Nicola Sturgeon’s dream of an independent Scotland continues to slip away as support for the country to breakaway from the United Kingdom falls.
A new poll has discovered that the majority of Scottish voters would vote to remain at a second independence referendum.
The poll was conducted following Sturgeon’s shock resignation as the First Minister.
The Redfield & Wilton Strategies survey saw that 45 per cent of voters would vote in favour of an independent Scotland, with 55 per cent saying they would rather stay as part of the UK.
Support for an independent Scotland slipped following Sturgeon's shock resignationPA
This is a contrast to their previous poll, which saw 52 per cent of voters in Scotland saying they would support leaving the UK.
The latest survey also showed the majority of the Scottish public don’t know who is the best replacement for Sturgeon.
Finance Secretary Kate Forbes remains the favourite, with 25 per cent of respondents choosing the Skye, Lochaber and Badenoch MSP. Humza Yousef has 18 per cent of voters support with outsider Ash Regan getting 14 per cent.
But 44 per cent of Scots said they don’t know who the ideal candidate is.
The majority of Scottish voters admit they don't know who is the best replacement for Sturgeon
Despite an apparent slip in the mood music in Scotland over independence, the SNP remain the best-supported party north of the border. They hold a 10-point lead (39 per cent) over nearest rivals Labour (29 per cent), with the Scottish Tories in third (22 per cent).
The poll saw that 42 per cent of Scots approved of Sturgeon’s time in office, but 40 per cent disapproved.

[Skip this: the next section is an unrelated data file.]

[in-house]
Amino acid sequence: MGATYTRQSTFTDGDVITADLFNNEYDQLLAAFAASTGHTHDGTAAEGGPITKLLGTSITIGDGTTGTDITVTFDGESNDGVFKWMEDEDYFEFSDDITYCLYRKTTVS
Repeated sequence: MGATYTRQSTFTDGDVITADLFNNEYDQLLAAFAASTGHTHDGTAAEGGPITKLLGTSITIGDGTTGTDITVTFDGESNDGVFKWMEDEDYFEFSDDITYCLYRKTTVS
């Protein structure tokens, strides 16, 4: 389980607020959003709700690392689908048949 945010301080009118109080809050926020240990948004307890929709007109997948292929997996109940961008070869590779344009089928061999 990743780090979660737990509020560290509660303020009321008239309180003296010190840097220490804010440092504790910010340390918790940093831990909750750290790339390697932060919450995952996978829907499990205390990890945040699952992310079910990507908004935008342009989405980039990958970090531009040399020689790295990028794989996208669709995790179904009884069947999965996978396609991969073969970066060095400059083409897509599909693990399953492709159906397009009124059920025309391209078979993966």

Redfield & Wilton surveyed 1,050 eligible Scottish voters between 2 and 5 March.
The campaign to replace Sturgeon as SNP leader and first minister has been hit by infighting as candidates take aim at each others’ government records and their social views.
Kate Forbes remains the front runner to replace Sturgeon
Seemingly kicking the SNP whilst they’re down, Sir Keir Starmer said the leadership contest shows the party has “lost its way” with voters.
The Labour leader is hoping his party can capitalise on the moment and win over voters lost to the SNP in previous elections, telling reporters in Glasgow the party was “falling apart.”
Ash Sarwar, Scottish Labour leader, agreed with Starmer, saying none of the candidates vying to be Scotland’s next first minister are of the same ‘calibre’ as the outgoing SNP leader.
Sarwar and Starmer have both questioned the future of the SNP
Sarwar said: “I think it’s fair to say we don’t fear any of the candidates. I will take any of them.
“I think the other important point to make is, I have profound disagreements with Nicola Sturgeon. I don’t agree with her politics.
“I’ve been battling on the frontline of politics with her for over a decade, but I think even the most ardent SNP supporter would accept that none of these candidates are of the calibre of Nicola Sturgeon."